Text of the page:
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JSE-listed PPC provided shareholders with an upbeat update on its restructuring and refinancing project, with the debt laden cement manufacturer having almost completed its turnaround. Less than a year ago, there were serious concerns that PPC would go bust. Management have done a sterling job, exiting a number of troublesome African geographies for the cement manufacturer. Its lenders have indicated their support given the turnaround in 2021 and a capital raise, which looked a certainty 12-months ago, if off the table for now. – Justin Rowe-Roberts
PPC SENS announcement:
Restructuring and refinancing project update
Operating update for the six months ending 30 September 2021
Shareholders of the Company (“Shareholders”) are referred to the previous announcements released on the Stock Exchange News Service (“SENS”), relating to PPC’s Restructuring and Refinancing Project, including the announcement released on 31 March 2021, wherein they were advised on the status of the restructuring and refinancing project underway.
Update on negotiations with the SA lenders to restructure the South African balance sheet and removal of undertaking to raise equity capital
PPC has previously advised Shareholders that its South African Lenders (“SA Lenders”) had agreed to defer the timing of the proposed equity capital raise to de-gear its South African balance sheet (“Capital Raise”) to the end of September 2021. PPC further advised Shareholders that the SA Lenders had also agreed to review the need for the Capital Raise should the South African businesses continue to de-gear towards a sustainable debt metric of c.2x EBITDA.
PPC is pleased to inform Shareholders that it has signed non-binding term sheets with the SA Lenders to refinance its existing debt obligations and remove the undertaking for a Capital Raise subject to the completion of the disposal of PPC Lime by 31 October 2021.
Update on the disposal of PPC Lime Limited
PPC previously advised Shareholders that PPC South Africa Holdings Proprietary Limited had entered into a binding agreement to dispose of its entire shareholding in PPC Lime for a consideration of R515m (“PPC Lime Disposal”) on terms and conditions set out in the announcement. On 20 September 2021 Shareholders were informed that all outstanding conditions precedent in relation to the PPC Lime Disposal had been fulfilled on 17 September 2021.
In terms of the Agreement, the effective date of the PPC Lime Disposal is the last day of the month in which the final condition precedent is fulfilled and will therefore be 30 September 2021. The closing date on which the purchase price, including interest, will be received is expected to be 10 business days thereafter on 14 October 2021.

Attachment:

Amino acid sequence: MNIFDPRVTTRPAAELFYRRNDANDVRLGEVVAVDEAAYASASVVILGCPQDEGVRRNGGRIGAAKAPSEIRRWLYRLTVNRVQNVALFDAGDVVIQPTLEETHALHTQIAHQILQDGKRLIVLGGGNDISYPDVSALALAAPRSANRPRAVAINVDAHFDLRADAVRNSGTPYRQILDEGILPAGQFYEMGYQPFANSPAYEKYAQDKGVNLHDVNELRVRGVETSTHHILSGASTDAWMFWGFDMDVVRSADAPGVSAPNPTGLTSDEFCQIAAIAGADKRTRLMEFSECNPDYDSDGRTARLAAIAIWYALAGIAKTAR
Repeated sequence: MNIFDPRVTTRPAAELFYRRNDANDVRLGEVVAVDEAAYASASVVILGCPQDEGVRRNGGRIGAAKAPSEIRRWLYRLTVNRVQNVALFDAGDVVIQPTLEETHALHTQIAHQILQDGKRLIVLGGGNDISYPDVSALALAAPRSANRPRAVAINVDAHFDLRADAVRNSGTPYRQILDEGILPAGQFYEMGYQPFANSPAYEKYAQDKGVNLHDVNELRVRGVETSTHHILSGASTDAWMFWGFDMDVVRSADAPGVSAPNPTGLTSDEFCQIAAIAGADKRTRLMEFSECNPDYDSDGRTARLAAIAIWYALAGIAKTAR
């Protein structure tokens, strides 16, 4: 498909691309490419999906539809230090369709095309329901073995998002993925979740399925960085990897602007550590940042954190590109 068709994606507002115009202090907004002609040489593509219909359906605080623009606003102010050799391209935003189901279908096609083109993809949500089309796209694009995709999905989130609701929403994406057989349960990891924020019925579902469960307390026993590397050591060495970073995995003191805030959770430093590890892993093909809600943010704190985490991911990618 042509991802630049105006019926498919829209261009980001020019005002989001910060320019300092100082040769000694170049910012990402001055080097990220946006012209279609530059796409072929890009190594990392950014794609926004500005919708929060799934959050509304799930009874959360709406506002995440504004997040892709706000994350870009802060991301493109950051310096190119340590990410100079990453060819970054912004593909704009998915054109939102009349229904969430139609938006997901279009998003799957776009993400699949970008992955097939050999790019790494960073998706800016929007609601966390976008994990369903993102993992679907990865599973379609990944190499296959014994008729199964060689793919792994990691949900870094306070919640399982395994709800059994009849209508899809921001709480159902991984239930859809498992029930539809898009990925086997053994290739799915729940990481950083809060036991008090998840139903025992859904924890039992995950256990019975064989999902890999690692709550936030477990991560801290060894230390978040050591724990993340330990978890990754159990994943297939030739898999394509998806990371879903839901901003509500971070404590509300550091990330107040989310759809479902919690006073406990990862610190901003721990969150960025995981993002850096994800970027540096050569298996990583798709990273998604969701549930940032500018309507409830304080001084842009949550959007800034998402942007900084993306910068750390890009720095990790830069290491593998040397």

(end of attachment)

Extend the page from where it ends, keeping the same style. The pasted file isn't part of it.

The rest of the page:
Refinancing of PPC’s South African debt facilities
PPC refers Shareholders to previous announcements regarding negotiations with its SA lenders on its existing debt arrangements to enhance the Group’s financial flexibility. The new facilities of R2.1bn, as per the signed non-binding term sheets with the SA Lenders, have an extended maturity profile with the long-term facility of R1.5bn being repayable over three to five years. The margins have been reduced across all facilities to reflect PPC’s improved credit risk profile. PPC will use the new facilities to re-finance the drawn portions of existing facilities, leaving adequate headroom and financial flexibility over the next five years.
DRC capital restructuring
As previously announced, the binding settlement agreement entered into on 31 March 2021 with the DRC Lenders terminated PPC’s obligations to make further deficiency funding payments to PPC Barnet. The term sheet, also signed on 31 March 2021, envisaged restructuring of PPC Barnet’s balance sheet by 30 September 2021. It is now envisaged that binding long-form restructuring agreements with the DRC Lenders will only be signed after 30 September 2021, with the administrative processes to restructure PPC Barnet’s balance sheet to re-store solvency and liquidity to be effective by mid-December 2021. Notwithstanding the delay in the restructuring, the DRC Lenders have no further recourse to PPC Ltd.
Operating update for the six months ending 30 September 2021
PPC expects total Group cement sales volumes for the six months ending 30 September 2021 to increase by 10%-13% year-on-year, with double digit volume growth in most business units. Relative to the comparable period in 2019, total cement sales are expected to increase by 6%-9%. The Group’s materials businesses also experienced double-digit year on-year growth in sales volumes.
South Africa & Botswana cement